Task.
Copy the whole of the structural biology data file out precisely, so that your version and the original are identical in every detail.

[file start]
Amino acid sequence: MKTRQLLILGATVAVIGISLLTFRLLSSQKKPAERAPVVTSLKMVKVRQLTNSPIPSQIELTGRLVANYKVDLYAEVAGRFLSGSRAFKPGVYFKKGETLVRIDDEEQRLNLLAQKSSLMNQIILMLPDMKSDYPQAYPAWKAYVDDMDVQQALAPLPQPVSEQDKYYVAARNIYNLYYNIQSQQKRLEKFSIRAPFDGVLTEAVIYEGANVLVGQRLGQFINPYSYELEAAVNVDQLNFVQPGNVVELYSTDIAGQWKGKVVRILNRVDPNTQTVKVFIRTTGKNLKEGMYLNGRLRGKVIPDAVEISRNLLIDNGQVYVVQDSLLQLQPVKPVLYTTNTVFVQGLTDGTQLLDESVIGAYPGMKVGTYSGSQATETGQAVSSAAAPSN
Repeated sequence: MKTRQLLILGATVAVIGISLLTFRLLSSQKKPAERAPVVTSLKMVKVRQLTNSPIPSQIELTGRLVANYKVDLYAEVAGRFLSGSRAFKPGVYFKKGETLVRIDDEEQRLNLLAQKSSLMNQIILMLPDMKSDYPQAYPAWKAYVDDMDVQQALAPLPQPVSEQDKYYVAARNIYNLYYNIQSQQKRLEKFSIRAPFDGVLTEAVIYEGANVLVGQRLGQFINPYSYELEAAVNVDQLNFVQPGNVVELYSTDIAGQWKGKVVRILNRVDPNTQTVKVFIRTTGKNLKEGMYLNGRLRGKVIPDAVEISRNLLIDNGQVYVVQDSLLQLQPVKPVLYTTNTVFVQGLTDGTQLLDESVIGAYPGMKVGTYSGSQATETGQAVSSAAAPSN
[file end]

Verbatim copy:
Amino acid sequence: MKTRQLLILGATVAVIGISLLTFRLLSSQKKPAERAPVVTSLKMVKVRQLTNSPIPSQIELTGRLVANYKVDLYAEVAGRFLSGSRAFKPGVYFKKGETLVRIDDEEQRLNLLAQKSSLMNQIILMLPDMKSDYPQAYPAWKAYVDDMDVQQALAPLPQPVSEQDKYYVAARNIYNLYYNIQSQQKRLEKFSIRAPFDGVLTEAVIYEGANVLVGQRLGQFINPYSYELEAAVNVDQLNFVQPGNVVELYSTDIAGQWKGKVVRILNRVDPNTQTVKVFIRTTGKNLKEGMYLNGRLRGKVIPDAVEISRNLLIDNGQVYVVQDSLLQLQPVKPVLYTTNTVFVQGLTDGTQLLDESVIGAYPGMKVGTYSGSQATETGQAVSSAAAPSN
Repeated sequence: MKTRQLLILGATVAVIGISLLTFRLLSSQKKPAERAPVVTSLKMVKVRQLTNSPIPSQIELTGRLVANYKVDLYAEVAGRFLSGSRAFKPGVYFKKGETLVRIDDEEQRLNLLAQKSSLMNQIILMLPDMKSDYPQAYPAWKAYVDDMDVQQALAPLPQPVSEQDKYYVAARNIYNLYYNIQSQQKRLEKFSIRAPFDGVLTEAVIYEGANVLVGQRLGQFINPYSYELEAAVNVDQLNFVQPGNVVELYSTDIAGQWKGKVVRILNRVDPNTQTVKVFIRTTGKNLKEGMYLNGRLRGKVIPDAVEISRNLLIDNGQVYVVQDSLLQLQPVKPVLYTTNTVFVQGLTDGTQLLDESVIGAYPGMKVGTYSGSQATETGQAVSSAAAPSN